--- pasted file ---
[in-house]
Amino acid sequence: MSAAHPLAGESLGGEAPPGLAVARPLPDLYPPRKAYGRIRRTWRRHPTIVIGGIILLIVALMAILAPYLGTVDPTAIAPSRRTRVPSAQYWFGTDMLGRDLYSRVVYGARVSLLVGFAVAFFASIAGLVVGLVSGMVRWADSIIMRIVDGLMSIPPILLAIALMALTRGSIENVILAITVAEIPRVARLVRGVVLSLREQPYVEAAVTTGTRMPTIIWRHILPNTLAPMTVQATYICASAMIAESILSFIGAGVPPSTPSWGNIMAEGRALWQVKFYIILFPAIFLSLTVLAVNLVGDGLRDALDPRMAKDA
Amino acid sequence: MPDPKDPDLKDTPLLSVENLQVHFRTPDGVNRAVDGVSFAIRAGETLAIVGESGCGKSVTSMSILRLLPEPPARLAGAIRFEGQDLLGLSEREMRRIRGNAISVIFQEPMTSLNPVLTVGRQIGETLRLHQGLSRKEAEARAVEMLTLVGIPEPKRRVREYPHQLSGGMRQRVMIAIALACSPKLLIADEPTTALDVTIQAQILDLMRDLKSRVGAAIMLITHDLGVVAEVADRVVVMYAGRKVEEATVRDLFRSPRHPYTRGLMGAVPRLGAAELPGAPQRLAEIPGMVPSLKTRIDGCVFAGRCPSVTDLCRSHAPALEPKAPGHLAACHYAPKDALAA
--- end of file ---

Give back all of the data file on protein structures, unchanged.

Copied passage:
[in-house]
Amino acid sequence: MSAAHPLAGESLGGEAPPGLAVARPLPDLYPPRKAYGRIRRTWRRHPTIVIGGIILLIVALMAILAPYLGTVDPTAIAPSRRTRVPSAQYWFGTDMLGRDLYSRVVYGARVSLLVGFAVAFFASIAGLVVGLVSGMVRWADSIIMRIVDGLMSIPPILLAIALMALTRGSIENVILAITVAEIPRVARLVRGVVLSLREQPYVEAAVTTGTRMPTIIWRHILPNTLAPMTVQATYICASAMIAESILSFIGAGVPPSTPSWGNIMAEGRALWQVKFYIILFPAIFLSLTVLAVNLVGDGLRDALDPRMAKDA
Amino acid sequence: MPDPKDPDLKDTPLLSVENLQVHFRTPDGVNRAVDGVSFAIRAGETLAIVGESGCGKSVTSMSILRLLPEPPARLAGAIRFEGQDLLGLSEREMRRIRGNAISVIFQEPMTSLNPVLTVGRQIGETLRLHQGLSRKEAEARAVEMLTLVGIPEPKRRVREYPHQLSGGMRQRVMIAIALACSPKLLIADEPTTALDVTIQAQILDLMRDLKSRVGAAIMLITHDLGVVAEVADRVVVMYAGRKVEEATVRDLFRSPRHPYTRGLMGAVPRLGAAELPGAPQRLAEIPGMVPSLKTRIDGCVFAGRCPSVTDLCRSHAPALEPKAPGHLAACHYAPKDALAA